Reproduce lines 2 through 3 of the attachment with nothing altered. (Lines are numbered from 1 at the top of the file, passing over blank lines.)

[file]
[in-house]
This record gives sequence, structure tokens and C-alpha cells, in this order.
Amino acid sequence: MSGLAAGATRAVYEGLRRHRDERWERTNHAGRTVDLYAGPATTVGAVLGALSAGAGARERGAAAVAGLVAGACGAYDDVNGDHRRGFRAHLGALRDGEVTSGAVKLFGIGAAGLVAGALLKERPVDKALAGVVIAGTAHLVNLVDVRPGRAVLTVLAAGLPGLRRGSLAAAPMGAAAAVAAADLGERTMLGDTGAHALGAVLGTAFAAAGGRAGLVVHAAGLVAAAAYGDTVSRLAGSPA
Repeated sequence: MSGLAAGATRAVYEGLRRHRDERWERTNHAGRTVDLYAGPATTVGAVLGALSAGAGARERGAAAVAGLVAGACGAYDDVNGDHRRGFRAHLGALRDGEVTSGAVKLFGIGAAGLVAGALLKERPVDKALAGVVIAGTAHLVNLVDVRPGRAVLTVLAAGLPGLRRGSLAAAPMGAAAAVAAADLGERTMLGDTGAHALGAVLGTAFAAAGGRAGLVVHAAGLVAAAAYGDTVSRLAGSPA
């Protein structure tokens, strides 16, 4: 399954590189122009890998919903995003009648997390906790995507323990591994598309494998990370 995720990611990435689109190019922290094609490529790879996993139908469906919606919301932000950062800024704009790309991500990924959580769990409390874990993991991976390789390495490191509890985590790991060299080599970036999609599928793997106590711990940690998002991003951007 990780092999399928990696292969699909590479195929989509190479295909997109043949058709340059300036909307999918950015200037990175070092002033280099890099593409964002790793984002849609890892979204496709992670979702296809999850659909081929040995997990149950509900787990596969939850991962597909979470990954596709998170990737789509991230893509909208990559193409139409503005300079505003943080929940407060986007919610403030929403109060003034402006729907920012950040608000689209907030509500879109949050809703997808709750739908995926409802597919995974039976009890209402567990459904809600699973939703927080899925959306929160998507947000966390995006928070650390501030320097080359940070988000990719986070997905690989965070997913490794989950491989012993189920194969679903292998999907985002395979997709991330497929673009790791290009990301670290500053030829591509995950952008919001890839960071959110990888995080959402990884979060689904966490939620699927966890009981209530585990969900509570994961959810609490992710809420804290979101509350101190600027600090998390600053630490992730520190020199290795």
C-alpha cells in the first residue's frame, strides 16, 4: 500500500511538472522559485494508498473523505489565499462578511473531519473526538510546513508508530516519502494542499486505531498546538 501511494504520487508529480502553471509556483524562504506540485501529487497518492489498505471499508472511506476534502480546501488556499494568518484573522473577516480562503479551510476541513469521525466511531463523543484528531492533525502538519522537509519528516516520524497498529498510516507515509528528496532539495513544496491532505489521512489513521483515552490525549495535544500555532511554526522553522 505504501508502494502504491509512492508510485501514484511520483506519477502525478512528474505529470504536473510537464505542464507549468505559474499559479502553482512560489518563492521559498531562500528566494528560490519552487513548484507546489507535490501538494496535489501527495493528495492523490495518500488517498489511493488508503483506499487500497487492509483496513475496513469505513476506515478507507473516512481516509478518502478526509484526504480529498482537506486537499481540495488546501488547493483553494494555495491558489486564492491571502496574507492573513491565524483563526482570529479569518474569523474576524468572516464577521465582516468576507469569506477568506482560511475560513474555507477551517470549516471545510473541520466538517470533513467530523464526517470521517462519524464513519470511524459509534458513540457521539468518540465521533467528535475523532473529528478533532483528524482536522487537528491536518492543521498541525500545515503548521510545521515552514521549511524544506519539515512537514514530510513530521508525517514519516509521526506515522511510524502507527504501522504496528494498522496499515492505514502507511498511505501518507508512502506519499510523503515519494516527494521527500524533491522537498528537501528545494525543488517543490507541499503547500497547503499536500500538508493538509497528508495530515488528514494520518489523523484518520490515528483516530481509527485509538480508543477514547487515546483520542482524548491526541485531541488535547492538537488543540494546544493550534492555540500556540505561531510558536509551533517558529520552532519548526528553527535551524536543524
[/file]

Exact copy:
This record gives sequence, structure tokens and C-alpha cells, in this order.
Amino acid sequence: MSGLAAGATRAVYEGLRRHRDERWERTNHAGRTVDLYAGPATTVGAVLGALSAGAGARERGAAAVAGLVAGACGAYDDVNGDHRRGFRAHLGALRDGEVTSGAVKLFGIGAAGLVAGALLKERPVDKALAGVVIAGTAHLVNLVDVRPGRAVLTVLAAGLPGLRRGSLAAAPMGAAAAVAAADLGERTMLGDTGAHALGAVLGTAFAAAGGRAGLVVHAAGLVAAAAYGDTVSRLAGSPA